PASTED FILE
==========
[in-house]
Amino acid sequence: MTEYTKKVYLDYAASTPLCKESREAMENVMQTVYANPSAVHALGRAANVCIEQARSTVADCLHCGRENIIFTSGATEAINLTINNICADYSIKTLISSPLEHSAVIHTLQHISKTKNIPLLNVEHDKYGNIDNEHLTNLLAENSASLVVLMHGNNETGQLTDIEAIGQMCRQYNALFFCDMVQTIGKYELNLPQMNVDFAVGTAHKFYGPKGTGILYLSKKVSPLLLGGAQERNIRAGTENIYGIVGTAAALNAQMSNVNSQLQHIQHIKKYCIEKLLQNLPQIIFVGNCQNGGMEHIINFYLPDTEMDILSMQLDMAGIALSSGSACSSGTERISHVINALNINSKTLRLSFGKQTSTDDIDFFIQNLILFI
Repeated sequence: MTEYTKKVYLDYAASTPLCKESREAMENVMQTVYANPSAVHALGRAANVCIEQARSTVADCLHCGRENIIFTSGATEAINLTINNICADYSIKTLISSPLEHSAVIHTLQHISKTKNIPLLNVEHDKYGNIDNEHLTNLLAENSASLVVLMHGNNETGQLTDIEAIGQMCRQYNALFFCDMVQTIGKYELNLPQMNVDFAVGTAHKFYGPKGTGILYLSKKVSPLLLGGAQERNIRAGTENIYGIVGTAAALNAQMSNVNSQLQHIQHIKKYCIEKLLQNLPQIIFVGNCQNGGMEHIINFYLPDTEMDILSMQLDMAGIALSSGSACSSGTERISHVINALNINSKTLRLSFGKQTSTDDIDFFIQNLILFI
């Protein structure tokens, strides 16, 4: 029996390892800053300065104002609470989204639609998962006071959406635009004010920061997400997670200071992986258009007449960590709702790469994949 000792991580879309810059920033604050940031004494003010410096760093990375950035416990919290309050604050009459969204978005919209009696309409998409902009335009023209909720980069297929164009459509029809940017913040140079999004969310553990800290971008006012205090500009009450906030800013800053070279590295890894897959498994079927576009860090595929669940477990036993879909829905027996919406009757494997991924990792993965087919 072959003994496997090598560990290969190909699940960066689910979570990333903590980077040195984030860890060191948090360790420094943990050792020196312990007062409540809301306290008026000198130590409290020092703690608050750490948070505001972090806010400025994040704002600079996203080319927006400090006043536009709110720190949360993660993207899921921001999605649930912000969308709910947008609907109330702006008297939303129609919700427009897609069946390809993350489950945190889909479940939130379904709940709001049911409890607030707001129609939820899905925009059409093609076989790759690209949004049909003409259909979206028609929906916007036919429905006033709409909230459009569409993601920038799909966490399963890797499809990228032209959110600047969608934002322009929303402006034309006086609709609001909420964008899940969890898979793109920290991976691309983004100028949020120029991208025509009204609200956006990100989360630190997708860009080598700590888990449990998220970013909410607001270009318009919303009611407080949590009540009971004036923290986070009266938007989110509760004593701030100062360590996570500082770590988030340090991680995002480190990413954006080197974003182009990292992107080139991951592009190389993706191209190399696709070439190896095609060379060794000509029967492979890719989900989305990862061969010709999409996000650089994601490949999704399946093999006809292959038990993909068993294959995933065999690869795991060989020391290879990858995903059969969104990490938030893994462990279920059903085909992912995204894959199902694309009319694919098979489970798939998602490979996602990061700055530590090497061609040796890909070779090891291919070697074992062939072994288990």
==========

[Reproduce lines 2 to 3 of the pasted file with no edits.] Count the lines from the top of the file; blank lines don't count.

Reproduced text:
Amino acid sequence: MTEYTKKVYLDYAASTPLCKESREAMENVMQTVYANPSAVHALGRAANVCIEQARSTVADCLHCGRENIIFTSGATEAINLTINNICADYSIKTLISSPLEHSAVIHTLQHISKTKNIPLLNVEHDKYGNIDNEHLTNLLAENSASLVVLMHGNNETGQLTDIEAIGQMCRQYNALFFCDMVQTIGKYELNLPQMNVDFAVGTAHKFYGPKGTGILYLSKKVSPLLLGGAQERNIRAGTENIYGIVGTAAALNAQMSNVNSQLQHIQHIKKYCIEKLLQNLPQIIFVGNCQNGGMEHIINFYLPDTEMDILSMQLDMAGIALSSGSACSSGTERISHVINALNINSKTLRLSFGKQTSTDDIDFFIQNLILFI
Repeated sequence: MTEYTKKVYLDYAASTPLCKESREAMENVMQTVYANPSAVHALGRAANVCIEQARSTVADCLHCGRENIIFTSGATEAINLTINNICADYSIKTLISSPLEHSAVIHTLQHISKTKNIPLLNVEHDKYGNIDNEHLTNLLAENSASLVVLMHGNNETGQLTDIEAIGQMCRQYNALFFCDMVQTIGKYELNLPQMNVDFAVGTAHKFYGPKGTGILYLSKKVSPLLLGGAQERNIRAGTENIYGIVGTAAALNAQMSNVNSQLQHIQHIKKYCIEKLLQNLPQIIFVGNCQNGGMEHIINFYLPDTEMDILSMQLDMAGIALSSGSACSSGTERISHVINALNINSKTLRLSFGKQTSTDDIDFFIQNLILFI